How to Avoid Rental Scams

Internet fraud is everywhere, and one of the most popular targets in recent years has been the rental industry.  If you are a new or first time renter, or an inexperienced landlord, you need to learn about this scourge of our industry.  There are dozens of scams directed at tenants and inexperienced landlords from credit check scams to fake checks to advertising rentals that don’t exist.  Most of these scams take place on craigslist, but every popular site is a target.  In this post we will teach you how to identify the most common scams, and how to avoid becoming a victim.

Fake Check Scam.  A potential tenant will contact a landlord showing interest in one of their properties.  They will offer to rent the property sight unseen, and send a cashier’s check to the landlord for an amount greater than is owed.  The potential tenant will say that the check is from their company or some other entity, and that they had to cut one check for a number of reasons.  They will ask you to wire them the difference and you will never see them again.  The check was fake, and with today’s printing technology even the bank may not notice until they try to run it.  You will of course be asked to pay the bank back, but your money will be gone forever.  You can find more information on this scam here.  If you are victim of this scam you can report it to

Red Flags.

-The tenant wants to send a certified check for more than they owe you.

-The tenant is usually too good to be true.  They are generally very highly paid doctors or business people that need something immediately.

-They usually come from a foreign country like England, or somewhere in Africa.

-They urgently need you to wire them the money.

-They refuse to talk to you on the phone and will deal only via email.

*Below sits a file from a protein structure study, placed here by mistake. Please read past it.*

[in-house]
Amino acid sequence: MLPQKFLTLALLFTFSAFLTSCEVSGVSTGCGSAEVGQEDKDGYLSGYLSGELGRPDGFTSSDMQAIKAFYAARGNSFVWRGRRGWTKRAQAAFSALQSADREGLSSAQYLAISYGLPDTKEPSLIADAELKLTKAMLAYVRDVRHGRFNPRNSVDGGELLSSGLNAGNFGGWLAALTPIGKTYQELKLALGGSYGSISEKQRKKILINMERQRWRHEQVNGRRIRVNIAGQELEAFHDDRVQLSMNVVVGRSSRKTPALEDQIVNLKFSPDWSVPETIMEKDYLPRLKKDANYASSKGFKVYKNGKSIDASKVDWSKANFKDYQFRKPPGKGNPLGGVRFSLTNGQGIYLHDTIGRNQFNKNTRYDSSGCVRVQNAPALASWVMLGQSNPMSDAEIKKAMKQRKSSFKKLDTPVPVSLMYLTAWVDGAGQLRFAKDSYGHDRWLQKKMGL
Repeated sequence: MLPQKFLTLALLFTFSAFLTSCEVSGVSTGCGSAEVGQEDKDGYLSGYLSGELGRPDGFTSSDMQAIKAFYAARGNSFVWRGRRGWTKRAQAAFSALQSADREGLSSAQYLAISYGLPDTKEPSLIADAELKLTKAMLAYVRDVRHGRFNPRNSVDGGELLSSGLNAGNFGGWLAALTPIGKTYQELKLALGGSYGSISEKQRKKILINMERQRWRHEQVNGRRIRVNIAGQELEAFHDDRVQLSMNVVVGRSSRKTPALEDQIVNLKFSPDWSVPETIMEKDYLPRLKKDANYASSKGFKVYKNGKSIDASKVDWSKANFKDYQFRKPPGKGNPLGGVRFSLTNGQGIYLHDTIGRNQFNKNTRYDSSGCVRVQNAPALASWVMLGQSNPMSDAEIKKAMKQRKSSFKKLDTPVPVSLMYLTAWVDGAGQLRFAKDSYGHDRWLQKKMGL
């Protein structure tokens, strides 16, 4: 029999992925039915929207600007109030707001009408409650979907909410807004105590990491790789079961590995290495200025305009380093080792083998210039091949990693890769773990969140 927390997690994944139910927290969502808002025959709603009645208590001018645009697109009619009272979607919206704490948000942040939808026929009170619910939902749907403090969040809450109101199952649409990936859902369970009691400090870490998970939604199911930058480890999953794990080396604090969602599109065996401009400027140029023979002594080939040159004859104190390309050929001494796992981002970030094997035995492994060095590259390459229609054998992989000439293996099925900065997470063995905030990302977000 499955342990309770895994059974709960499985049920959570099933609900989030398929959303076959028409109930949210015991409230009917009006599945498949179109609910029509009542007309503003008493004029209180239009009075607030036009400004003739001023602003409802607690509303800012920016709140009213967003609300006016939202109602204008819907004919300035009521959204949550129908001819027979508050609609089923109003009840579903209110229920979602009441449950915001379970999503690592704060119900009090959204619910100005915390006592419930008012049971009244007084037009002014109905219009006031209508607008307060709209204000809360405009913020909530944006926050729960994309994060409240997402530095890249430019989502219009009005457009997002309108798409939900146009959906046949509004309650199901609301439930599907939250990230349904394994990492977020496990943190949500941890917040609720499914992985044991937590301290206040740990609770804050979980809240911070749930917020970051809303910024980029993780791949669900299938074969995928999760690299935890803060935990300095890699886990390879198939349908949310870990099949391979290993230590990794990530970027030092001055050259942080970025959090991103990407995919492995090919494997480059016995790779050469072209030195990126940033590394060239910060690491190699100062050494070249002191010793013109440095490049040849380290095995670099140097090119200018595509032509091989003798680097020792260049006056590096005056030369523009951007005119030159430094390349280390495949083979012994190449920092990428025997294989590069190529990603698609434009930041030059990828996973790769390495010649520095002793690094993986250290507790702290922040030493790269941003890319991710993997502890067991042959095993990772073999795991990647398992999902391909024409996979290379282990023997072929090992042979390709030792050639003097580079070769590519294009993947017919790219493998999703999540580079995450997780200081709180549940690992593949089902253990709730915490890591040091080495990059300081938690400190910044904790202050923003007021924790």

-They insist on giving you the funds over the weekend when banks are closed.

Avoiding the Scam.  This scam can be easily avoided by not accepting funds above and beyond what is owed, and by not wiring any funds that are not verified by the bank for any reason.  Call the issuing bank and verify funds.  Make sure you find the banks number on your own, not from the person providing the check.  When possible deal in person with anyone looking to rent any of your properties.

Credit Check/Deposit Scam.  A person will pose as a landlord and ask you to fill out an application and give them a deposit.  They will take your deposit money, and use your personal information to commit identity theft.  This scam is almost always via email, but can also happen in person.

Red Flags.

-The landlord only wants to deal with you via email, and refuses to talk to you on the phone.

-If they are willing to meet you it will be somewhere other than their office or the property.

-They ask for an application or deposit before showing you the property.

Avoiding the Scam.  Know who you are dealing with and ask for ID.  Check the internet for the name of the property manager, or check public records to find out who owns the property.  Always deal locally and in person.